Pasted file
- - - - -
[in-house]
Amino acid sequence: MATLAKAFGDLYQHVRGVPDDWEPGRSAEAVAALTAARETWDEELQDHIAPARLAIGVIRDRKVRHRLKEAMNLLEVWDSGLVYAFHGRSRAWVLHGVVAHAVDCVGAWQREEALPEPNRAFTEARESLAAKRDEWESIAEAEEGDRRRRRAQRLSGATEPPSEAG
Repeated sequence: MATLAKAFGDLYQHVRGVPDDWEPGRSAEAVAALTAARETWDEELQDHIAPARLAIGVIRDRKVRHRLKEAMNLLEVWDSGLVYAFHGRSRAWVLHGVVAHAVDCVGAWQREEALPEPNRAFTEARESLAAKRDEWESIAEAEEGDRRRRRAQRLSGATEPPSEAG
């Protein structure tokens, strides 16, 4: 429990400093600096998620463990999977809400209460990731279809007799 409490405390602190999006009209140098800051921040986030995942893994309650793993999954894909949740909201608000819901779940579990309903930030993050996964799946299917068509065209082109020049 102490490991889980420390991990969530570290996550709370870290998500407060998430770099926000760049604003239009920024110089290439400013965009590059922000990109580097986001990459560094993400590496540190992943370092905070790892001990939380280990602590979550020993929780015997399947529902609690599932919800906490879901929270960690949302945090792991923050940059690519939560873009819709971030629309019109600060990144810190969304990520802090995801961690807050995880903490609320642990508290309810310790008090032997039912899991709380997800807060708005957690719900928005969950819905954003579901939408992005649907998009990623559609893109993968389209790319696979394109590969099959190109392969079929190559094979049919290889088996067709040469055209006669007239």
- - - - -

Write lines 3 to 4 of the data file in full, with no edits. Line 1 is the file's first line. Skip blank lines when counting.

Repeated sequence: MATLAKAFGDLYQHVRGVPDDWEPGRSAEAVAALTAARETWDEELQDHIAPARLAIGVIRDRKVRHRLKEAMNLLEVWDSGLVYAFHGRSRAWVLHGVVAHAVDCVGAWQREEALPEPNRAFTEARESLAAKRDEWESIAEAEEGDRRRRRAQRLSGATEPPSEAG
């Protein structure tokens, strides 16, 4: 429990400093600096998620463990999977809400209460990731279809007799 409490405390602190999006009209140098800051921040986030995942893994309650793993999954894909949740909201608000819901779940579990309903930030993050996964799946299917068509065209082109020049 102490490991889980420390991990969530570290996550709370870290998500407060998430770099926000760049604003239009920024110089290439400013965009590059922000990109580097986001990459560094993400590496540190992943370092905070790892001990939380280990602590979550020993929780015997399947529902609690599932919800906490879901929270960690949302945090792991923050940059690519939560873009819709971030629309019109600060990144810190969304990520802090995801961690807050995880903490609320642990508290309810310790008090032997039912899991709380997800807060708005957690719900928005969950819905954003579901939408992005649907998009990623559609893109993968389209790319696979394109590969099959190109392969079929190559094979049919290889088996067709040469055209006669007239």